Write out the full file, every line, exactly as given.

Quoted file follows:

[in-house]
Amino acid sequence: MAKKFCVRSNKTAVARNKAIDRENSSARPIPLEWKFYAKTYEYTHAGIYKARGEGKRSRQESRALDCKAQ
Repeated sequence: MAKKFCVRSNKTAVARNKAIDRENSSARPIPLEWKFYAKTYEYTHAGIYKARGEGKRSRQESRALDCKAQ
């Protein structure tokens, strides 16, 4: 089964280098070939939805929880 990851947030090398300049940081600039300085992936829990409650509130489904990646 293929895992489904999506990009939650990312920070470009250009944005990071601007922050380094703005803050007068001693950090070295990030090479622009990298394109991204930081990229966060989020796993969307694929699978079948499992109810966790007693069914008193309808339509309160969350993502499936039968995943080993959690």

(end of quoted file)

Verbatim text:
[in-house]
Amino acid sequence: MAKKFCVRSNKTAVARNKAIDRENSSARPIPLEWKFYAKTYEYTHAGIYKARGEGKRSRQESRALDCKAQ
Repeated sequence: MAKKFCVRSNKTAVARNKAIDRENSSARPIPLEWKFYAKTYEYTHAGIYKARGEGKRSRQESRALDCKAQ
């Protein structure tokens, strides 16, 4: 089964280098070939939805929880 990851947030090398300049940081600039300085992936829990409650509130489904990646 293929895992489904999506990009939650990312920070470009250009944005990071601007922050380094703005803050007068001693950090070295990030090479622009990298394109991204930081990229966060989020796993969307694929699978079948499992109810966790007693069914008193309808339509309160969350993502499936039968995943080993959690």